ZIM's S/S Shalom
Towards the end of the 1950s, the vision of the then government-controlled ZIM Lines was to open a new era in transatlantic voyages from Haifa to New York. Accordingly, ZIM placed an order for a brand new ship for a transatlantic service, a scaled-down version of the famous S/S France, with Chantiers de l'Atlantique, France. As is described below, unfortunately it was a vision gone awry.
The ship was a source of much national enthusiasm and pride. She was hailed appropriately as the flagship of the Israeli merchant marine. The name of the ship was chosen by a special committee headed by Yitzhak Ben-Zvi, the President of Israel at that time. The committee opted for 'Shalom' (peace). The Israeli government paid a fortune, at that time, to build the ship – about 20 million dollars.
A stamp – the featured here stamp – was issued in 1963 to honor the new "ship of the future". The words that accompanied the issuance of the stamp were as follows: "The S/S Shalom is a luxury liner carrying 1,100 passengers and a crew of 450. It will provide a regular service between Israel and the United States via Europe, along the smoothest and swiftest route. The S.S. Shalom has ten decks with deluxe suites of the utmost elegance, luxurious public rooms and decorative dining halls, a library, a theater, a synagogue, enclosed promenades for all-weather relaxation, swimming pools, sport facilities, children’s play-rooms, a winter garden and many other inducements to gracious sailing. The decoration of the ship by internationally renowned artists from Israel and abroad provides an exciting background to a perfect journey."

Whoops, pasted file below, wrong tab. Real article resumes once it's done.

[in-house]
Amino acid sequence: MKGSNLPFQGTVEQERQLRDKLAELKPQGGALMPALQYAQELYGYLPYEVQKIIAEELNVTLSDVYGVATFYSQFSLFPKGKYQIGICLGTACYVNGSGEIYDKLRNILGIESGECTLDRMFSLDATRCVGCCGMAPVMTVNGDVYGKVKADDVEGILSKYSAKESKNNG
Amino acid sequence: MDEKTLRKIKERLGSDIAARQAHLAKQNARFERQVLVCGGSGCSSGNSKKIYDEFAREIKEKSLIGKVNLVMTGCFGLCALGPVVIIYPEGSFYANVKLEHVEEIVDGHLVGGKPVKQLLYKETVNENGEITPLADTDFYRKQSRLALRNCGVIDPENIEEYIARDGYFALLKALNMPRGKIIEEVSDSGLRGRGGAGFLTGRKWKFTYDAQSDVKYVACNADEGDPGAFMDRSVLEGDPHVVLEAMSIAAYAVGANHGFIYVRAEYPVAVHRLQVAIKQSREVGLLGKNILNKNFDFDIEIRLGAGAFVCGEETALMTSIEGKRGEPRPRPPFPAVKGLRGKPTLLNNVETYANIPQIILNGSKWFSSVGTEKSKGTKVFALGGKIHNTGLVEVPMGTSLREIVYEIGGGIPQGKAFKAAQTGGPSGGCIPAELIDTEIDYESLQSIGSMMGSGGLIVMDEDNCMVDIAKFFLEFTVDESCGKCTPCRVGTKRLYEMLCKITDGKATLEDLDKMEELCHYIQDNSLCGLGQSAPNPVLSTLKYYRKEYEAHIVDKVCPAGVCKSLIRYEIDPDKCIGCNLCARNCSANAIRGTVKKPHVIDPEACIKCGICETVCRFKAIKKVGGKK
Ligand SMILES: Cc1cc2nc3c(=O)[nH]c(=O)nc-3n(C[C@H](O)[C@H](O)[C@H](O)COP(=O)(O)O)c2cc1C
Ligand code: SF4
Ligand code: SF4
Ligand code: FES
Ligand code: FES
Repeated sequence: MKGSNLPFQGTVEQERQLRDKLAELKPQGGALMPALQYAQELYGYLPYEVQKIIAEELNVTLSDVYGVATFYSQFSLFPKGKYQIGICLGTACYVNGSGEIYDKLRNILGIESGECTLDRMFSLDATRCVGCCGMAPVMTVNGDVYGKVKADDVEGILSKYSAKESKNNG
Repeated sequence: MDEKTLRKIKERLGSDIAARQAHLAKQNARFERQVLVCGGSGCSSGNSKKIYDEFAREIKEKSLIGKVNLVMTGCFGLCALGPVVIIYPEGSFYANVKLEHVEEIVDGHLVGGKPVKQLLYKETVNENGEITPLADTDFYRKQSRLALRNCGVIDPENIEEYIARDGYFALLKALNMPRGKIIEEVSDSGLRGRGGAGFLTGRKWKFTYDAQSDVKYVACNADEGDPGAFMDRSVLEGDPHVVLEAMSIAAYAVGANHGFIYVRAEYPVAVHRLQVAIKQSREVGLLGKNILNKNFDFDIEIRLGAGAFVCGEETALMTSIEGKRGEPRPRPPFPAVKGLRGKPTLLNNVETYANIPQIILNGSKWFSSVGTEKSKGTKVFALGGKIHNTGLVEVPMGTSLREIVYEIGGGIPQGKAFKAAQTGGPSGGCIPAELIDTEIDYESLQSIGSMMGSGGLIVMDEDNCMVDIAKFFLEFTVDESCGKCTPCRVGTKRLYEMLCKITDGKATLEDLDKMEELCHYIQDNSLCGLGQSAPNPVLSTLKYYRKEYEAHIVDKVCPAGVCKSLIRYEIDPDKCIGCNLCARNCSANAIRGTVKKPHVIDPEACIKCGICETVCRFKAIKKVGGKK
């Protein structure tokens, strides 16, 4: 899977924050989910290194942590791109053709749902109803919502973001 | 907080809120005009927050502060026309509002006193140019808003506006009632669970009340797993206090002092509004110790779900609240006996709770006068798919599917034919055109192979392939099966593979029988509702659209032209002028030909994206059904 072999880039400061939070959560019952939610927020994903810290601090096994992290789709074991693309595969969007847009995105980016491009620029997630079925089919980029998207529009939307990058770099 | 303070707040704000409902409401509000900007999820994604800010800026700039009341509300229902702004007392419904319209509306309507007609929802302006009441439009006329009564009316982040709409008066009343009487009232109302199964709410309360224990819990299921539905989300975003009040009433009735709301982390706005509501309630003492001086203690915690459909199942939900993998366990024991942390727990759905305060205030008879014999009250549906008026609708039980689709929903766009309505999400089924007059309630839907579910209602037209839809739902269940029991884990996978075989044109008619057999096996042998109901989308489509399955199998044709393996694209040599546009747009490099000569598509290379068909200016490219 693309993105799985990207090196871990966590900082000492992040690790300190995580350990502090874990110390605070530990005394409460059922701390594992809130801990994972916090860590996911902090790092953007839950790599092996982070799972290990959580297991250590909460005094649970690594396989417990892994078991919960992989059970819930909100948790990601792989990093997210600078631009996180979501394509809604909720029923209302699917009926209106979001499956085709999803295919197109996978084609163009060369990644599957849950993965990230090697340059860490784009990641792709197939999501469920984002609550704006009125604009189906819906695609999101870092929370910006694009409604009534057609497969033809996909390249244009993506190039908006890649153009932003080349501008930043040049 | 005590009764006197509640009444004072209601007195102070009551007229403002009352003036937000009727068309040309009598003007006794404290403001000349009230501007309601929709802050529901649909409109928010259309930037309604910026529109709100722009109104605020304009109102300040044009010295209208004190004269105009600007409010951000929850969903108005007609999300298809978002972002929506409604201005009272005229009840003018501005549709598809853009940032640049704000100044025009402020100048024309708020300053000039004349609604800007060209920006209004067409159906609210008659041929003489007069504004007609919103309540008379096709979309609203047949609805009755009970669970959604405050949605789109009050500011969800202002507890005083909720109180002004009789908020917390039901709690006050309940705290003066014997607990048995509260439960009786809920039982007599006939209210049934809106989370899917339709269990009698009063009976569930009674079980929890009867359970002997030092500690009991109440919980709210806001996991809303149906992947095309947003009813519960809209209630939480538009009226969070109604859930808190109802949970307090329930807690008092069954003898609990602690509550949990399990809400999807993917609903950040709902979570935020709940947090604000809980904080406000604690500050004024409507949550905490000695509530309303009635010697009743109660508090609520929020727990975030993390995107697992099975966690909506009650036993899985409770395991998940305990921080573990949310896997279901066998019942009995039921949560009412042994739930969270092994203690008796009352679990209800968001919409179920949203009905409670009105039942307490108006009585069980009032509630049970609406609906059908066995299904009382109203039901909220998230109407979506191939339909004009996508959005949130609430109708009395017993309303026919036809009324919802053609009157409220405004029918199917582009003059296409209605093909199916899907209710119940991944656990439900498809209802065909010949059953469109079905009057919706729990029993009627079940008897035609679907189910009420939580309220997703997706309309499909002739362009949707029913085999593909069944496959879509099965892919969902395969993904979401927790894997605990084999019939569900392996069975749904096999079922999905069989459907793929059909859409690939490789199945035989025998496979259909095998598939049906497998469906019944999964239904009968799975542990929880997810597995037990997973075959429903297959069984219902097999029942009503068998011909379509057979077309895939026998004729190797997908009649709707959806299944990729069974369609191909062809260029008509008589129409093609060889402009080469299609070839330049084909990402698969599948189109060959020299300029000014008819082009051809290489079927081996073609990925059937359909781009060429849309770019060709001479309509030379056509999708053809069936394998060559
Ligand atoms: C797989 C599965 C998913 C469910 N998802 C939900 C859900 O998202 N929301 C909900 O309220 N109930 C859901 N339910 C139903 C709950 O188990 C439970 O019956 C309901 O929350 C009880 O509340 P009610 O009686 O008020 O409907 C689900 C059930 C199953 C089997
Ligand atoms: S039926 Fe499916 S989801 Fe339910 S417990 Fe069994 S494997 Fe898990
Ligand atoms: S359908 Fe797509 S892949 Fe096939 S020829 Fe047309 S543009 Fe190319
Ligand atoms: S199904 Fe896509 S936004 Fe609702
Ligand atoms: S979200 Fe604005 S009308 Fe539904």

Shalom was floated out of dry-dock in Nov. 1962, She arrived in Haifa for the first time on March 3, 1964. The brand-new Shalom began her career with a series of short cruises out of Haifa, before embarking on her fully booked first crossing to New York on 17 April 1964.
The pride of the Israeli fleet, the ship was stunning when she went into service, supporting a truly modern exterior and award-winning interiors designed in a bright, contemporary style, complete with modern furniture and the finest in artworks by noted international and Israeli artists.
A controversy that would erupt into a government crisis followed Zim Lines' order to have two kitchens fitted while still under construction, to facilitate both kosher and non-kosher guests – a decision made to appeal to a wider clientele. ZIM was forced to operate the ship with only one kitchen (the kosher one, of course).
Unfortunately, by the time she entered service the transatlantic liner trade was already in decline, with more passengers crossing the Atlantic by air than by sea since 1959. It became clear quite quickly that the ship is a "white elephant". Less than a year after entering into service, ZIM decided to abandon the transatlantic service and to operate Shalom in cruises out of New York to the Caribeans (the rabbinate, by the way, accommodated the change by agreeing to let no kosher food be served on these cruises).
On 26 November 1964, while 50 miles outbound from New York, bound for the Caribbean in thick fog, Shalom collided with the Norwegian tanker Stolt Dagali. Shalom's bow cut the Stolt Dagali in half, killing nineteen of the tanker's forty-four crew. An inquiry concluded that both ships had been at fault. The accident was just one in a series of operational failures which tarnished the ship’s reputation.
Shalom stayed in ZIM service until November 1967, when she was sold to German Atlantic Line. She was the second to the last passenger ship to be sold (only to be outlived by Zim’s very last passenger ship MS Moledet that was sold in 1970). Subsequently, she served in several lines and eventually sank outside Cape St. Francis, South Africa, on 26 July 2001, while en route to India to be scrapped.
The stamp was issued in 1963, desig: C. Menusy & Ch. Ornan.